One of the most fun things about baptismal registers is getting to see the patterns of names that parents choose for multiple children — both singleton kids over a period of years, and multiples in the sense of twins (I’m not sure I’ve ever come across any baptisms of triplets or higher; unsurprisingly). We’re currently working through a 16th C register from the Walloon Church at Canterbury, containing births, marriages, and burials, and have found two examples of twins in the data, one female and one male. In both cases, the twins are given names which are clearly associated with each other/related to each other. On February 19, 1582/3, Rachel and Lea were baptised, and on September 26, 1594, Isaac and Jacob. Isaac was the father of Jacob in the Old Testament, and Jacob’s two wives were sisters, Rachel and Leah — thus, a clear connection between the two names chosen to give to the twins. (Though it would have been even neater if Jacob’s twin had been named Esau instead of Isaac, to directly mirror the Biblical story!)

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Mystery Monday: Iesmonda/Jesmonda

Every Monday we will post an entry that hasn’t yet been published with a view towards harnessing the collective onomastic power of the internet. If you have any thoughts about the name’s origin, other variants it might be related to, other examples of its use, etc., please share them in the comments! If you wish to browse other Mystery Monday names, there is an index.

Today’s name is found in early 16th C Italy, in a taxation record for one “Faustina cortesana in casa di madona Iesmonda”:
Jesmonda
It’s a particularly vexing name, because for more than a year now there has been some clue about its origin hovering just outside of ready access memory, and no matter how ingenious we’ve been in our searching, we just can’t figure it out. So we’re tapping in to the collective knowledge of the internet: What is the very-similar-but-not-quite identical word that we haven’t been able to think of that is the likely candidate for this name’s origin? If you know, or have a thought, please share in the comments!

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Mystery Monday: Iran/Yran

Every Monday we will post an entry that hasn’t yet been published with a view towards harnessing the collective onomastic power of the internet. If you have any thoughts about the name’s origin, other variants it might be related to, other examples of its use, etc., please share them in the comments! If you wish to browse other Mystery Monday names, there is an index.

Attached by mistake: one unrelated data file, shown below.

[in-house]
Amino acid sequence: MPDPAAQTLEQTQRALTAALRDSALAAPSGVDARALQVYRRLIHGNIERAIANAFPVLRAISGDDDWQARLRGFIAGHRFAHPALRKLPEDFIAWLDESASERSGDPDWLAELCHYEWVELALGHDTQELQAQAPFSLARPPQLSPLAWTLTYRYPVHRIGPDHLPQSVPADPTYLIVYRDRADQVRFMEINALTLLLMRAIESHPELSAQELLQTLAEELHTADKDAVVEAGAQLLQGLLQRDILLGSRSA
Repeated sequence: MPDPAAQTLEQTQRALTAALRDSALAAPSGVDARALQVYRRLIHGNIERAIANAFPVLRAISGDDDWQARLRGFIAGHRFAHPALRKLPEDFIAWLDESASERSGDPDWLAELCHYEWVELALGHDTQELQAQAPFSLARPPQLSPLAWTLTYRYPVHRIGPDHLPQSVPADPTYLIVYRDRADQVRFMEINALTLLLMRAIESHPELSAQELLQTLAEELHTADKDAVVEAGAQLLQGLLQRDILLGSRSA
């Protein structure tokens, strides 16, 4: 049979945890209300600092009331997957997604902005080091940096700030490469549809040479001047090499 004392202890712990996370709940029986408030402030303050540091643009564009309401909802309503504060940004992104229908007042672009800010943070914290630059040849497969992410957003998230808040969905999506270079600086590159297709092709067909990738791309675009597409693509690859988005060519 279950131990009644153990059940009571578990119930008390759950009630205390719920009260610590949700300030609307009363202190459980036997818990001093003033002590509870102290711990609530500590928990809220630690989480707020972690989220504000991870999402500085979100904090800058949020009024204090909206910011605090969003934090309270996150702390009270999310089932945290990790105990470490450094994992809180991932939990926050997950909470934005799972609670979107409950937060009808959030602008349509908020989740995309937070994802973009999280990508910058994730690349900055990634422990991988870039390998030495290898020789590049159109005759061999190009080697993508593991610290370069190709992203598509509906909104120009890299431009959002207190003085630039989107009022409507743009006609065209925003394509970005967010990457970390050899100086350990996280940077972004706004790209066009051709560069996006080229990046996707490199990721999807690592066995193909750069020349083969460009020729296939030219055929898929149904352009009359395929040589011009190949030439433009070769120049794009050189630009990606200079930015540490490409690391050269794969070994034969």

Today’s name is an odd little one. We’ve got four different grammatical forms of the name, which all occur in the same charter in reference to the same person. All the documented forms spell it with initial Y-, but since Y forms are always atypical we have hypothesized a standardized form with I- — but it is definitely nothing more than hypothesized!

Iran

The record comes from Tirol, and many of the other names in the same source show distinct Germanic influences, so it would be reasonable to look to Germanic origins as well as to Romance. On the Germanic side, the name could be related to Old Saxon, Old High German īsarn ‘iron’, which does show up in names in the form iren. But is yran a reasonable extrapolation from iren? We’re really not sure.

And we’re even less sure what a possible Romance origin of the name could be.

Do you have any thoughts? Seen any other examples of this name? Please share in the comments!

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Mystery Monday: Hoccadei

Every Monday we will post an entry that hasn’t yet been published with a view towards harnessing the collective onomastic power of the internet. If you have any thoughts about the name’s origin, other variants it might be related to, other examples of its use, etc., please share them in the comments! If you wish to browse other Mystery Monday names, there is an index.

Here’s a fun one! It’s from a survey of Glastonbury Abbey in 1189. The 12th C is a fascinating transition period in onomastics in the Isles, as one sees the Old English names fall in popularity, and the new Norman names come rushing up to fill the void. But of course it’s not just a matter of Old English versus Norman; one can’t forget the other native Celtic names some of which managed to hang on, or the rising popularity of Greek and Hebrew saints’ names, or the developments towards the 13th C fad for fantastically lyrical names of Latin origin. Of all of these interplaying factors, today’s name can possibly be fit onto the last.
Hoccadei
The form Hoccadei is itself in the nominative (given the context it occurs in), which means the most likely interpretation of -dei, (gen. of Lat. deus ‘God’), is that this is a phrase-name, akin to Donadei, Gratiadei, and Homodeus/Homodei. But then the mystery is: What is Hocca? It’s not in our Latin dictionaries, even if we drop the possibly excrescent ‘h’. (Well, occa is a Latin word, but not one relevant to the present contexts; it’s an imperative verb form, which we do not find in personal names.)

What could it be? Do you have any suggestions? Or have we been mislead by the -dei, and this isn’t a Latin phrase name after all? Please share your thoughts in the comments!

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Mystery Monday: Goluli

Every Monday we will post an entry that hasn’t yet been published with a view towards harnessing the collective onomastic power of the internet. If you have any thoughts about the name’s origin, other variants it might be related to, other examples of its use, etc., please share them in the comments! If you wish to browse other Mystery Monday names, there is an index.

Some of the names we have, we simply haven’t any idea whatsoever what their origins might be. Eventually, we will probably give up on some of them, and enter them into the Dictionary with “origin unknown”, but we don’t want to do that, and always hope that somewhere, sometime, someone might have a clue that will help us puzzleout the name.

Today’s name is one of those. It’s recorded in a Latin document from 13th C Poland, and we’re forced to admit, we haven’t a clue. Do you? Please share any thoughts you have in the comments!

Goluli